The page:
FDR = Great Wartime Leader

FDR also = Japanese Concentration Camps, Manipulation of the Supreme Court to push through unconstitutional socialist agenda, Gun-Banning, Military Tribunals, Comrade of Alger Hiss, and furtive communist.

w4rma
August 15, 2003, 04:42 PM
I. Introduction

"Robber Barons": that was what U.S. political and economic commentator Matthew Josephson (1934) called the economic princes of his own day. Today we call them "billionaires." Our capitalist economy--any capitalist economy--throws up such enormous concentrations of wealth: those lucky enough to be in the right place at the right time, driven and smart enough to see particular economic opportunities and seize them, foresighted enough to have gathered a large share of the equity of a highly-profitable enterprise into their hands, and well-connected enough to fend off political attempts to curb their wealth (or well-connected enough to make political favors the foundation of their wealth).

Matthew Josephson called them "Robber Barons". He wanted readers to think back to their European history classes, back to thugs with spears on horses who did nothing save fight each other and loot merchant caravans that passed under the walls of their castles. He judged that their wealth was in no sense of their own creation, but was like a tax levied upon the productive workers and craftsmen of the American economy. Many others agreed: President Theodore Roosevelt--the Republican Roosevelt, president in the first decade of this century--spoke of the "malefactors of great wealth" and embraced a public, political role for the government in "anti-trust": controlling, curbing, and breaking up large private concentrations of economic power.

Ironically, it was Republican president Herbert Hoover who triggered the process. Hoover thought that Wall Street speculators were prolonging the Depression and refusing to take steps to restore prosperity. He threatened investigations to persuade New York financiers to turn the corner around which he was sure prosperity waited. Thus, as Franklin D. Roosevelt put it, "the money changers were cast down from their high place in the temple of our civilization." The Depression's financial market reforms act broke the links between board membership, investment banking, and commercial banking-based management of asset portfolios that had marked American finance before 1930. Investment bankers could no longer be commercial bankers. Depositors' money could not be directly used to support the prices of newly-issued securities. Directorates could not be interlocked: that bankers could not be on the boards of directors of firms that were their clients.

E. The Return of the Super-Rich

The years since 1980 have seen the return of the super-rich in the United States. Some of this is due to the great stock market boom of the past decade and a half, which has carried many of those who inherited their wealth and whose ancestors had never achieved "billionaire" status into the billionaire category. These are America's first true inherited aristocracy: the first generation of those with immense social and economic power who have inherited it.

More of the return of the super-rich is due to the blurring of the lines between financiers and corporate managers as the Depression-era order of American finance has fallen apart. It is once again possible to raise large sums of money and then direct them to suit one's own interest, rather than turning them over to salaried managers interested in perpetuating organizations.

http://econ161.berkeley.edu/Econ_Articles/carnegie/delong_moscow_paper2.html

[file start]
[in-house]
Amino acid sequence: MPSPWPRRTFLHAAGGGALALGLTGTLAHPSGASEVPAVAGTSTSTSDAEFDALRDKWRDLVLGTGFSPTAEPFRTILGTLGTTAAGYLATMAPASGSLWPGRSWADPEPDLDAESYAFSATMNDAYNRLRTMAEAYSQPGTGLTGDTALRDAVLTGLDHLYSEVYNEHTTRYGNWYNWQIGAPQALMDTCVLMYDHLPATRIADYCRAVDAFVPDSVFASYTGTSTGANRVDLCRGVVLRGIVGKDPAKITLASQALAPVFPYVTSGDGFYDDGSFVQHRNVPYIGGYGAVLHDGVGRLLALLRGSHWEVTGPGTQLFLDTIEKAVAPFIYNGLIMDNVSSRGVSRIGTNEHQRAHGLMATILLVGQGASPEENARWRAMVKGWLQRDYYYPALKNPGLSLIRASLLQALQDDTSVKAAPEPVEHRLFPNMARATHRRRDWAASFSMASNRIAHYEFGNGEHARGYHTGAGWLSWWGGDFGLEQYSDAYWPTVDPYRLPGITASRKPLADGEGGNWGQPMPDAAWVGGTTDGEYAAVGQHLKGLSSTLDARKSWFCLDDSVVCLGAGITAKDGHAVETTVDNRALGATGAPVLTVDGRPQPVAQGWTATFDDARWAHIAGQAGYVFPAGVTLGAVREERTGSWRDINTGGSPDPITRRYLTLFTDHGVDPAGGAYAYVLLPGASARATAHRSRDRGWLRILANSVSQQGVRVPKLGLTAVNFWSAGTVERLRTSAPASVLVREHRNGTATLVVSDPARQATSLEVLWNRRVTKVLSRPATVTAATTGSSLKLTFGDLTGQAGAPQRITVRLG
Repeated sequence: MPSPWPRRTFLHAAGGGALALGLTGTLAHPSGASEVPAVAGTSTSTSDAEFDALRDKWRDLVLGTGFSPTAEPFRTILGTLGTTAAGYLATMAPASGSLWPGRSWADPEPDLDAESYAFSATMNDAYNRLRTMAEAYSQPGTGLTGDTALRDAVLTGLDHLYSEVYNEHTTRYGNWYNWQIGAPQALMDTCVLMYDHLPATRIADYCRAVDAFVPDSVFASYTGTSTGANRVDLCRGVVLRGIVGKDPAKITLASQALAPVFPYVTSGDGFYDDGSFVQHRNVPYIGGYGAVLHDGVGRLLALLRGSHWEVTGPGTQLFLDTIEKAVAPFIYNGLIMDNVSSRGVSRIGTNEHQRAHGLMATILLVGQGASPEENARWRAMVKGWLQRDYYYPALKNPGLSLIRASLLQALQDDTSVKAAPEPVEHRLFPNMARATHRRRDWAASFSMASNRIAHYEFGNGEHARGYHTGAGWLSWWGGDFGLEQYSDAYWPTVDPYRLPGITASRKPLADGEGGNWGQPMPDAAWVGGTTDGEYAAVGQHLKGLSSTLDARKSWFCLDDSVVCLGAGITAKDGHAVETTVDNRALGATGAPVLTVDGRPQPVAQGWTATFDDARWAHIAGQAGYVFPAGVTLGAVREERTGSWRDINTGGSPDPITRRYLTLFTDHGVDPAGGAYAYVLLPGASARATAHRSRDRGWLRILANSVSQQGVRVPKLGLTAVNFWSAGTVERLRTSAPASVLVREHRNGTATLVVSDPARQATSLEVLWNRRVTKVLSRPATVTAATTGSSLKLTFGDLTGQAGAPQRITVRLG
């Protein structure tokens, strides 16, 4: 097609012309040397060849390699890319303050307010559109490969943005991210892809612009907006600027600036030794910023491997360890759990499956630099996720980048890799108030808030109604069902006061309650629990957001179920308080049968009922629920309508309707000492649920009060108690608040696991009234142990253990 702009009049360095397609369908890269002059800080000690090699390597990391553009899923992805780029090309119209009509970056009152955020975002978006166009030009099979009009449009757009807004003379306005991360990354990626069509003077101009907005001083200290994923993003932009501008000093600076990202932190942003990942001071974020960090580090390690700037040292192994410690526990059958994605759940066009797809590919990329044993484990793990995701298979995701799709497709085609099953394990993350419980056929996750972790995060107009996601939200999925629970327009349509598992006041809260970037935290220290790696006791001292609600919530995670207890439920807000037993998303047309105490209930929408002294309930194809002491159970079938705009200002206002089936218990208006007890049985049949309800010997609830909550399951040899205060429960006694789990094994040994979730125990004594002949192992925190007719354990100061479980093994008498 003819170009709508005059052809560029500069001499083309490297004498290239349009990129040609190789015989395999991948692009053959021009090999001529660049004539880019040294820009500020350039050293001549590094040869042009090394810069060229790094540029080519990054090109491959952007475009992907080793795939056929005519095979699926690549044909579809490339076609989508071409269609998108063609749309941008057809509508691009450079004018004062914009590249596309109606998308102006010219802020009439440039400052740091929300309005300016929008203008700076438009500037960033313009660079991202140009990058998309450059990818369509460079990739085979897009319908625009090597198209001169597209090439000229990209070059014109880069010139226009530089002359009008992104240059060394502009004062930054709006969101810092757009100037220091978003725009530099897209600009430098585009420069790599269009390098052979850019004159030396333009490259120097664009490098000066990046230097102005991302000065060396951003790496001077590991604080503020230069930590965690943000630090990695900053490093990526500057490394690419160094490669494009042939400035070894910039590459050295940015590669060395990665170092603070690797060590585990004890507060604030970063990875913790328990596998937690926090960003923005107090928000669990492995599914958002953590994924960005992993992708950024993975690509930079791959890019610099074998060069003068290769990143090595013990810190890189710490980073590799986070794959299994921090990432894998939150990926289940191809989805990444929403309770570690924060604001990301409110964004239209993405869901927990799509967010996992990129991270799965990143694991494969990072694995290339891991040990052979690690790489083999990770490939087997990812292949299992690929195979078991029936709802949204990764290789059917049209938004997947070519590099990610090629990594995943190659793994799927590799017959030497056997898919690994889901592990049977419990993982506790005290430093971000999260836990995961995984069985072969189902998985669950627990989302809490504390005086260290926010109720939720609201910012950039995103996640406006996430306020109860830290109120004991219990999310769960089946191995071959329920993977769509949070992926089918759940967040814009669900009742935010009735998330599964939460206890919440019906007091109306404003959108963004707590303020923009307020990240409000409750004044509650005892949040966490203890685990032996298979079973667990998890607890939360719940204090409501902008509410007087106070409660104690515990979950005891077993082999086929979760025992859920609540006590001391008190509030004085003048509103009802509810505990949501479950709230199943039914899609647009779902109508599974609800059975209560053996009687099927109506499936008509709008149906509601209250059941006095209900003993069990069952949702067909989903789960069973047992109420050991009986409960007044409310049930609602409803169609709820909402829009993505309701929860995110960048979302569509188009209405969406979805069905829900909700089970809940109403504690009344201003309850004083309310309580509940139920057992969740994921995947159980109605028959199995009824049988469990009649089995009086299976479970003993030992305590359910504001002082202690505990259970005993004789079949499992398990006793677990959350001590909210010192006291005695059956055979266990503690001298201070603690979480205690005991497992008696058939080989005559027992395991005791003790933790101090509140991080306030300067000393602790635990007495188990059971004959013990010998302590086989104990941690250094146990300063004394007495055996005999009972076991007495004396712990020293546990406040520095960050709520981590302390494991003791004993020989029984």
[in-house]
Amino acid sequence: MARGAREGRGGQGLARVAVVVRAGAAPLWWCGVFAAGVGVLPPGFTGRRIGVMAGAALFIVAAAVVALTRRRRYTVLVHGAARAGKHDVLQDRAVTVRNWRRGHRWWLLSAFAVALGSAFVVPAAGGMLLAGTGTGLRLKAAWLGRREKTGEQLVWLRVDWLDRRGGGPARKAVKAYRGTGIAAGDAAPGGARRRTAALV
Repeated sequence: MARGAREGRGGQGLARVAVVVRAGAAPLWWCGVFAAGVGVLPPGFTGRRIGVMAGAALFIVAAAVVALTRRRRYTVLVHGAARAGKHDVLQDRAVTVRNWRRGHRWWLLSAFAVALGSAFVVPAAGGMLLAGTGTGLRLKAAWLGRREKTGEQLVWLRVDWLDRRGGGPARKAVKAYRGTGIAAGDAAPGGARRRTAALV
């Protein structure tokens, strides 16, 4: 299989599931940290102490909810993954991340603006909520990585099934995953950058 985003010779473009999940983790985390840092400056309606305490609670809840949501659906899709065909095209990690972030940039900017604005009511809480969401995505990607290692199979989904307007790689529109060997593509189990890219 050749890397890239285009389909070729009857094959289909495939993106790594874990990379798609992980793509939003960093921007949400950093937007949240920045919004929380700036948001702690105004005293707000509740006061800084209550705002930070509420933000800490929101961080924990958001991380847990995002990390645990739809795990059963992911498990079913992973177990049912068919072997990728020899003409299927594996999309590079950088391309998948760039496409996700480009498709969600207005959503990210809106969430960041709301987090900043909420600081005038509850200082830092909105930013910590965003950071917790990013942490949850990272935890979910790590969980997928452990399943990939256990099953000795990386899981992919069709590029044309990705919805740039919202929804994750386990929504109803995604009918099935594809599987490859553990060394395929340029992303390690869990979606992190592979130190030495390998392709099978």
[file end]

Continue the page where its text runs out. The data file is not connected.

Mark Tyson
August 15, 2003, 05:17 PM
Corporations can be just as hostile to individual liberty as governments, and deserve to be watched carefully.

Now corporations are generally good, as is industry. Both exist to make a profit. But they have to be regulated to make capitalism humane, or else you get unsafe, unhealthy working conditons and price-gouging monopolies. We need something besides a market. Without a strong(accountable) regulatory agency people who are super- wealthy can just use their money to stifle any legal oppositions.

By the way w4rma I admire your audacity in posting that here. You are sure to hear some words from the libertarians! And welcome to the high road.

w4rma
August 15, 2003, 05:27 PM
Thank you for the welcome, Mark Tyson!

atek3
August 15, 2003, 05:33 PM
As one of the 'libertarians' all I can say is... whatever.

I'm glad gun ownership is making inroads among socialists, maybe it will make them less likely to steal my firearms. But I seriously doubt you'll make many converts, on this board at least. Talk about guns, or at least gun-related politics. If you want to blather on about how great government regulation is, I'm sure you'll find a much more interesting and receptive circlejerk over at the democratic underground.

atek3

Joe Demko
August 15, 2003, 05:54 PM
But I seriously doubt you'll make many converts, on this board at least. Talk about guns, or at least gun-related politics. If you want to blather on about how great government regulation is, I'm sure you'll find a much more interesting and receptive circlejerk over at the democratic underground.

He has one convert, or rather someone who already agreed with him, right here. My grandparents and parents lived in company towns and shopped at company stores. One of my grandfathers lost both legs in the mines because safety cut too far into profits. Please don't tell me about the wonders of unfettered corporations because I already know what they are like. If disbelief in the inherent goodness and heroism of the CEO distresses you, perhaps you need to find a place where they have the kind of circlejerk you like.

Waitone
August 16, 2003, 12:56 PM
Welcome to the world of corporatism. Just before the end of the last administration some of its members claimed corporations can do some things much better, faster, and cheaper than the government. In fact, traditional government may well be a concept falling out of favor.

We now have a military cut to the absolute bone and stretched past its limits. Rummy's solution is to begin calling up the national guard for deployment. By every measure we are doing too much with too little.

So the brain trust's solution to the problem is outsourcing. I love it. In corporate America we live with "hollowed out" corporations. They have been cut back to the point of being non-functional in terms of servicing its customers. So when that occurs the solution is to outsource critical functions that are cut back but not eliminated. Hollowed out corporations will eventually fail. The same brains who hollowed out corporations now hollow out the military and the solution to the same problems is the same. . . outsourcing critical functions.

Just amazing. Corporate stupidity is genetic. That can be the only explanation.